Asia's contenders are ready to prove World Cup doubters wrong, just ask Iran star Alireza Jahanbakhsh

Alireza Jahanbakhsh recently captained Iran as the third round of Asian qualifiers for the 2022 FIFA World Cup got underway and scored in both their victories over Syria and Iraq. Saeid Zareian ATPImages/Getty Images

DOHA, Qatar -- Even before a ball has been kicked at the upcoming FIFA World Cup, Asia's representatives have already largely been written off.

Browse almost any pre-tournament predictions and chances are that none of the continent's five representatives -- Qatar, Iran, Saudi Arabia, Japan and South Korea -- would have been tipped to make it out of the group stage (Six, if you count fellow Asian Football Confederation member association Australia).

There are several reasons for this -- some which are understandable.

Qatar and Saudi Arabia have squads entirely based in their domestic leagues, with the general consensus being that exposure to a higher level of football -- usually Europe - naturally improves players and subsequently the national team they represent. Agreed.

Japan, usually Asia's best chance of getting out of the group stage, have been handed a cruel draw against two former champions in Germany and Spain, while South Korea will not have it much easier up against Portugal, Uruguay and Ghana. Luck of the draw to blame... ditto.

Yet, this is a continent that at least produced one Round of 16 contender at the last World Cup in the form of Japan, while Iran missed out by just a point when no one had given them a chance given they had been drawn alongside heavyweights Spain and Portugal.

A solitary representative in the Round of 16 at Russia 2018 was the same as CONCACAF (Mexico) and more than AFCON, who saw all five of their representatives eliminated in the group stage.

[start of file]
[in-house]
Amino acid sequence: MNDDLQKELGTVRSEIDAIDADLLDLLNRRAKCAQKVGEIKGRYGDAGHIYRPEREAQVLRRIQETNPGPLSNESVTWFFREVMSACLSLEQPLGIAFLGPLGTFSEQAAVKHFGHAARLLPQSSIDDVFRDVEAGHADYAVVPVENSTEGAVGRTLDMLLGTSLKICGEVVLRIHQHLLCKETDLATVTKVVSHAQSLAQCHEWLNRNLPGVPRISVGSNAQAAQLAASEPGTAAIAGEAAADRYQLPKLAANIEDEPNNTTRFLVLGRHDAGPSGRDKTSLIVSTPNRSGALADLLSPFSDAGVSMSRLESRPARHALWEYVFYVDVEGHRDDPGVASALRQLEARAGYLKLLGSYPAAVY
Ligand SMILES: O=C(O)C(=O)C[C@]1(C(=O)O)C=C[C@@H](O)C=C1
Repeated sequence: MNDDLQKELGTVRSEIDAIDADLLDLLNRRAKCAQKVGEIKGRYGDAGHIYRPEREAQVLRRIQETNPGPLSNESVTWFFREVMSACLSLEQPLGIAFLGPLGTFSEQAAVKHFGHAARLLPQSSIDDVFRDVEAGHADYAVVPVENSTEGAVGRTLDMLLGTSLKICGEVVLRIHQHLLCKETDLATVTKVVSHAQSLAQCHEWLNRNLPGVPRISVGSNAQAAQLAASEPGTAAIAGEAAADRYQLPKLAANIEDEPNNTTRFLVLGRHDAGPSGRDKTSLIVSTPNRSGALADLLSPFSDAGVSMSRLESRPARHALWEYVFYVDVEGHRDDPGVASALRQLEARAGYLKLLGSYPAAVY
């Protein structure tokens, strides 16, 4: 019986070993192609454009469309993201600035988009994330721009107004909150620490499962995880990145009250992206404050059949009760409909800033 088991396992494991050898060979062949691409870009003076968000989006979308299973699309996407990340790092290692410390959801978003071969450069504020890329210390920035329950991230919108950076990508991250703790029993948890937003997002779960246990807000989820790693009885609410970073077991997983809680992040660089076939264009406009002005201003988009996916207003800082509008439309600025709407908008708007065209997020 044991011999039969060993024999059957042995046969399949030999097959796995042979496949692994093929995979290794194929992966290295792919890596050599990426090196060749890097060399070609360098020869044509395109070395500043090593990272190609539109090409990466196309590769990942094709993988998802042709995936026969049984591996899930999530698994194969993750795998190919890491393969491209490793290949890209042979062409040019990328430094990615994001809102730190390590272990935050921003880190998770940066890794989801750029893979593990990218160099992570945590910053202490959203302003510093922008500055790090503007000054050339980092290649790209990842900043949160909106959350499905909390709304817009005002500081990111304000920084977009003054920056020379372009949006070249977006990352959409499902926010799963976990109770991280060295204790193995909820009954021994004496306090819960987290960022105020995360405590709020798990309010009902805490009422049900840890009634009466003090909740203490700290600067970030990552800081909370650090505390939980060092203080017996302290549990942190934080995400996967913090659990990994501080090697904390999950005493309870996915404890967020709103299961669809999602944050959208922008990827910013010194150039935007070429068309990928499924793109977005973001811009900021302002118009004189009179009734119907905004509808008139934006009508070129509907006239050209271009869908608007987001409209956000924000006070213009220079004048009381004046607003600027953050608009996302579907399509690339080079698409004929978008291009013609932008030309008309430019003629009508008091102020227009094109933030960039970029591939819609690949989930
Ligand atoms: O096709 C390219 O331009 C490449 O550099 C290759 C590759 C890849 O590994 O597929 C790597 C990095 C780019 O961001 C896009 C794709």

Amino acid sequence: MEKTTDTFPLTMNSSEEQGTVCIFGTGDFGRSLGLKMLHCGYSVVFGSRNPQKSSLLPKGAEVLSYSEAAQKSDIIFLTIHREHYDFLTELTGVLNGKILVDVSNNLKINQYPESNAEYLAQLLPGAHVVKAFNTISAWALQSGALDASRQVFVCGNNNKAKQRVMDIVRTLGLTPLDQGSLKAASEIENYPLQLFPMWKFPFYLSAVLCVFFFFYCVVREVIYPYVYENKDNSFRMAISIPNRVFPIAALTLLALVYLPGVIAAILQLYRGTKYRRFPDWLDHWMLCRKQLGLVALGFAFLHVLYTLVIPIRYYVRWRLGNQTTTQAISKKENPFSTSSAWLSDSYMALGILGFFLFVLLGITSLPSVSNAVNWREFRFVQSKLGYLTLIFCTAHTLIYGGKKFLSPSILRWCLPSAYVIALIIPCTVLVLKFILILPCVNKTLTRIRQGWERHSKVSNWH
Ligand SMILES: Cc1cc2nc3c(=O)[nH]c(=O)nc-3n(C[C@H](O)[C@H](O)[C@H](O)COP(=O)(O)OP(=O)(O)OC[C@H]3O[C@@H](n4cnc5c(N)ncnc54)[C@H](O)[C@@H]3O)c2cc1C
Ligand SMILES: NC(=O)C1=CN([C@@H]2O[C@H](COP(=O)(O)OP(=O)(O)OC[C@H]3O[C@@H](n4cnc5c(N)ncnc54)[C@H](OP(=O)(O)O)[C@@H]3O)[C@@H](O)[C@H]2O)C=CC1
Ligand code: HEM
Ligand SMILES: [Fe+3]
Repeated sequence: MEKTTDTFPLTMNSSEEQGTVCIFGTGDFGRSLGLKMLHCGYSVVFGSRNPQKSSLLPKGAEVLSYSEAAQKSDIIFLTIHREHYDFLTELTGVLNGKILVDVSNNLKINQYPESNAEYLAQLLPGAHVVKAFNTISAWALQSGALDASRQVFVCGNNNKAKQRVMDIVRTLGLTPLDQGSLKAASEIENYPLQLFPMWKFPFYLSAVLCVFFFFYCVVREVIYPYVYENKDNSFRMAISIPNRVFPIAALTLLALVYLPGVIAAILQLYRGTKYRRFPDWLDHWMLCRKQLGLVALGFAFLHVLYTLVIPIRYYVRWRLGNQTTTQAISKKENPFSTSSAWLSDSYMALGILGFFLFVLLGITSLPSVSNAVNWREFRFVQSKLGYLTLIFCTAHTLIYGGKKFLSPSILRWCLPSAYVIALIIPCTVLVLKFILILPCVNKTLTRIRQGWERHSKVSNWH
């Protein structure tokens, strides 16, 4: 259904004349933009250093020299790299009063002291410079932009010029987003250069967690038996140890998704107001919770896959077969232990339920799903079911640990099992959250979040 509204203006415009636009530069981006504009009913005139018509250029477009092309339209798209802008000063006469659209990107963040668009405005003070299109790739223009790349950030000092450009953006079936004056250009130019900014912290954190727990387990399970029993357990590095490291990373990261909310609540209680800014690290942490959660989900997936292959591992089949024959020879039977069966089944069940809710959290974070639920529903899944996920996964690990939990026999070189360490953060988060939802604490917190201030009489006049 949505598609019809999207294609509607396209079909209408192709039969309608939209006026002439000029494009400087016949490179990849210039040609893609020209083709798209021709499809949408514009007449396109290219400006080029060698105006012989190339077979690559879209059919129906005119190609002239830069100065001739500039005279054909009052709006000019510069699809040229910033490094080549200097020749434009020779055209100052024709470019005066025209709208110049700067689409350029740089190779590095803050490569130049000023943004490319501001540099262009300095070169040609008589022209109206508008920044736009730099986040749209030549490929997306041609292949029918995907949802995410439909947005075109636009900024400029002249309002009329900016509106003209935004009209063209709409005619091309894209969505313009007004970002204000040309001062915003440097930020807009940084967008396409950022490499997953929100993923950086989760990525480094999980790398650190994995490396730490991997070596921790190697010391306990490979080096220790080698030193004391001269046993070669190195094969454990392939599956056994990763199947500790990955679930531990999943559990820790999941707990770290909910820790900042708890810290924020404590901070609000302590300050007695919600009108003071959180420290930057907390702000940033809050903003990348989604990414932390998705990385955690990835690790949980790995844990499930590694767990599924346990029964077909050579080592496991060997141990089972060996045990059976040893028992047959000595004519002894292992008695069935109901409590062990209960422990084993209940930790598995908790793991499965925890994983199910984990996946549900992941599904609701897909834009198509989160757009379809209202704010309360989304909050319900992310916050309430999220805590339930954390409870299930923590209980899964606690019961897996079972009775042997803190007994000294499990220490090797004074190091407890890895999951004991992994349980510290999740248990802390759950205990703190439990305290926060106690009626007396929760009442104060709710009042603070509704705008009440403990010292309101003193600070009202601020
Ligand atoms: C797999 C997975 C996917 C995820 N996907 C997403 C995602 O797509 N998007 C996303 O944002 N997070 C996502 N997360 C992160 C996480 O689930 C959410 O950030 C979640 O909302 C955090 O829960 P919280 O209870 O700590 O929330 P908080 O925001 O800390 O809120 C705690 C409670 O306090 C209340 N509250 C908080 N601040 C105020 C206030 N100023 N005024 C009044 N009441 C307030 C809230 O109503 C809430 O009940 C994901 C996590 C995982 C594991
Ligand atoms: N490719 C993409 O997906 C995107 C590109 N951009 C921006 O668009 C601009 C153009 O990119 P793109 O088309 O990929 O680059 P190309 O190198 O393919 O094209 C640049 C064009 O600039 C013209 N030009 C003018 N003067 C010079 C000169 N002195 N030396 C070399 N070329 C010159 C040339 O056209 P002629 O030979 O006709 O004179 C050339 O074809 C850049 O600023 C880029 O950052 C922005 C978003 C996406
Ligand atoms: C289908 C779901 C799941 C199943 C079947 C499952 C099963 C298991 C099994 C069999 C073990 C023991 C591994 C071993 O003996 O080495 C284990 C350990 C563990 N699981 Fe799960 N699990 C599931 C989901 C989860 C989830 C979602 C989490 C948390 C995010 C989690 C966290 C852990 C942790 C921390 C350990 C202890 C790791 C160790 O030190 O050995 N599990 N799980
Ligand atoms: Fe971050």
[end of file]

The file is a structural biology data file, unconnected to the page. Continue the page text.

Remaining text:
So are things really that dire for Asian football? Will not a single team make it out of the first phase?

Not quite so, if you ask Iran star Alireza Jahanbakhsh -- a man who has spent the last decade plying his trade in Europe and who is preparing to feature in his third consecutive World Cup.

"That perception is actually giving us that extra motivation to go that extra mile and achieve that," he replied, when asked by ESPN about how the continent has been largely written off as a whole.

"At the 2014 World Cup, results [of the Asian teams] were relatively good. Especially at the 2018 World Cup, Iran came very close to qualifying for the second phase with some great results.

"So the level has definitely improved, especially with more Asian players playing in Europe. I'm very much hopeful that, this time around, all Asian teams will qualify for the second round."

Granted, Jahanbakhsh is bound to have belief in himself, his teammates, his nation and his continent. So what does the form guide say?

In the most recent official FIFA international window in September, Team Melli beat Uruguay 1-0 and drew with Senegal 1-1.

Japan? A 2-0 win over United States followed by a 0-0 stalemate with Ecuador. South Korea? A 2-2 draw with Costa Rica and then a 1-0 triumph over Senegal. Even Saudi Arabia played out 0-0 draws with both Ecuador and United States and just this Wednesday lost only 1-0 to 2018 World Cup runners-up Croatia.

Of course, friendlies do not always provide the most accurate representation and the form book can go out the window once tournaments get underway. But based on the evidence at hand, the situation is surely not as desperate where the Asian teams will only be in Qatar to make up the group-stage numbers.

Either way, the naysayers have spoken. It is time for Jahanbakhsh, Iran and the rest of Asia to prove them wrong.

And they certainly will have no shortage of reason to do so.